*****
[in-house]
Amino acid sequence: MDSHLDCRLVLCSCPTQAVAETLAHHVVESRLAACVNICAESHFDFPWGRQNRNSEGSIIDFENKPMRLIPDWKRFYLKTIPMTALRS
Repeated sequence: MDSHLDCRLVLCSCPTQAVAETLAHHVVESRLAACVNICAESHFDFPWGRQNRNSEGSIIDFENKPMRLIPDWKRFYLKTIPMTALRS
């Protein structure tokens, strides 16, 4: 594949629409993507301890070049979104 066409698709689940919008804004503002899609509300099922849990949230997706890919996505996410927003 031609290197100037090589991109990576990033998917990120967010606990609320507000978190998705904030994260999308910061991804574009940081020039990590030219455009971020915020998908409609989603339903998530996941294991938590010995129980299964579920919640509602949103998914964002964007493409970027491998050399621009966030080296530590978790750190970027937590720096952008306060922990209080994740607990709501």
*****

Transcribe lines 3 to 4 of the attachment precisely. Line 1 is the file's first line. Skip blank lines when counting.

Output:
Repeated sequence: MDSHLDCRLVLCSCPTQAVAETLAHHVVESRLAACVNICAESHFDFPWGRQNRNSEGSIIDFENKPMRLIPDWKRFYLKTIPMTALRS
């Protein structure tokens, strides 16, 4: 594949629409993507301890070049979104 066409698709689940919008804004503002899609509300099922849990949230997706890919996505996410927003 031609290197100037090589991109990576990033998917990120967010606990609320507000978190998705904030994260999308910061991804574009940081020039990590030219455009971020915020998908409609989603339903998530996941294991938590010995129980299964579920919640509602949103998914964002964007493409970027491998050399621009966030080296530590978790750190970027937590720096952008306060922990209080994740607990709501």